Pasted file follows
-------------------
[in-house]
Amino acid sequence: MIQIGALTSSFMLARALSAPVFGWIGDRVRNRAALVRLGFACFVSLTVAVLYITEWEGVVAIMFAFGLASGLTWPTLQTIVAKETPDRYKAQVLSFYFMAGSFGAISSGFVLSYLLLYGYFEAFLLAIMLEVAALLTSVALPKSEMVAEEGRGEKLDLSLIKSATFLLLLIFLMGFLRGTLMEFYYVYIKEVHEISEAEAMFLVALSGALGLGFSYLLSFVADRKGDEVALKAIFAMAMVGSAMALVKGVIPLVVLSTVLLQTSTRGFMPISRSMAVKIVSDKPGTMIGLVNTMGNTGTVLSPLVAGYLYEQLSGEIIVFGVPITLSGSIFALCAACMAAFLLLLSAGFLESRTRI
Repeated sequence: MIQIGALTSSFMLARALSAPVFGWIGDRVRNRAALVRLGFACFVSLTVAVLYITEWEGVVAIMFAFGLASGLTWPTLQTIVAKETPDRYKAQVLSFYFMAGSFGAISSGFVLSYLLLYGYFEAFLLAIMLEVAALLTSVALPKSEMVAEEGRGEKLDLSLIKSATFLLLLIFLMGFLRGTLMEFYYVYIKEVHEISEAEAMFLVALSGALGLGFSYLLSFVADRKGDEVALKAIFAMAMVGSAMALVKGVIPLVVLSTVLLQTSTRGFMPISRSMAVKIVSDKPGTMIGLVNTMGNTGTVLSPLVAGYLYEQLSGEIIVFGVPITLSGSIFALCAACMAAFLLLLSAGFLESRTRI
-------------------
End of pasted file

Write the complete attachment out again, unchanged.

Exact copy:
[in-house]
Amino acid sequence: MIQIGALTSSFMLARALSAPVFGWIGDRVRNRAALVRLGFACFVSLTVAVLYITEWEGVVAIMFAFGLASGLTWPTLQTIVAKETPDRYKAQVLSFYFMAGSFGAISSGFVLSYLLLYGYFEAFLLAIMLEVAALLTSVALPKSEMVAEEGRGEKLDLSLIKSATFLLLLIFLMGFLRGTLMEFYYVYIKEVHEISEAEAMFLVALSGALGLGFSYLLSFVADRKGDEVALKAIFAMAMVGSAMALVKGVIPLVVLSTVLLQTSTRGFMPISRSMAVKIVSDKPGTMIGLVNTMGNTGTVLSPLVAGYLYEQLSGEIIVFGVPITLSGSIFALCAACMAAFLLLLSAGFLESRTRI
Repeated sequence: MIQIGALTSSFMLARALSAPVFGWIGDRVRNRAALVRLGFACFVSLTVAVLYITEWEGVVAIMFAFGLASGLTWPTLQTIVAKETPDRYKAQVLSFYFMAGSFGAISSGFVLSYLLLYGYFEAFLLAIMLEVAALLTSVALPKSEMVAEEGRGEKLDLSLIKSATFLLLLIFLMGFLRGTLMEFYYVYIKEVHEISEAEAMFLVALSGALGLGFSYLLSFVADRKGDEVALKAIFAMAMVGSAMALVKGVIPLVVLSTVLLQTSTRGFMPISRSMAVKIVSDKPGTMIGLVNTMGNTGTVLSPLVAGYLYEQLSGEIIVFGVPITLSGSIFALCAACMAAFLLLLSAGFLESRTRI